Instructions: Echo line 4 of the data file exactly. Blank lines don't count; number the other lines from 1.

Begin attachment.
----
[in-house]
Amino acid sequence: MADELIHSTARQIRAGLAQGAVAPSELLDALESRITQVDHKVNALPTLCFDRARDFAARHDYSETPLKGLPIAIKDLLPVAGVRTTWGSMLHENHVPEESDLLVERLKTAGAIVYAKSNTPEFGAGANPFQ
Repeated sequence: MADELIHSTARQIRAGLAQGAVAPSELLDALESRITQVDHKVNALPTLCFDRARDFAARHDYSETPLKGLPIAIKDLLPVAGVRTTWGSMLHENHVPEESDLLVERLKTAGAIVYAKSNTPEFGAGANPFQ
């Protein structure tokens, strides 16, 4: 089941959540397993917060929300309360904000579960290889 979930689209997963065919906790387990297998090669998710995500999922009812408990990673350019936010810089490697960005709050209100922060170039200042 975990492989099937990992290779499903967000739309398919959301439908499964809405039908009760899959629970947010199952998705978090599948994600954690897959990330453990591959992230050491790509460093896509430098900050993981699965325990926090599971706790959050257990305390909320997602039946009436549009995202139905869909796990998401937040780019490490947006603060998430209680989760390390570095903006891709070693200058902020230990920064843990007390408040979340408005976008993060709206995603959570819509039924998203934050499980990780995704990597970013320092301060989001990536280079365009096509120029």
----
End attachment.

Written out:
């Protein structure tokens, strides 16, 4: 089941959540397993917060929300309360904000579960290889 979930689209997963065919906790387990297998090669998710995500999922009812408990990673350019936010810089490697960005709050209100922060170039200042 975990492989099937990992290779499903967000739309398919959301439908499964809405039908009760899959629970947010199952998705978090599948994600954690897959990330453990591959992230050491790509460093896509430098900050993981699965325990926090599971706790959050257990305390909320997602039946009436549009995202139905869909796990998401937040780019490490947006603060998430209680989760390390570095903006891709070693200058902020230990920064843990007390408040979340408005976008993060709206995603959570819509039924998203934050499980990780995704990597970013320092301060989001990536280079365009096509120029």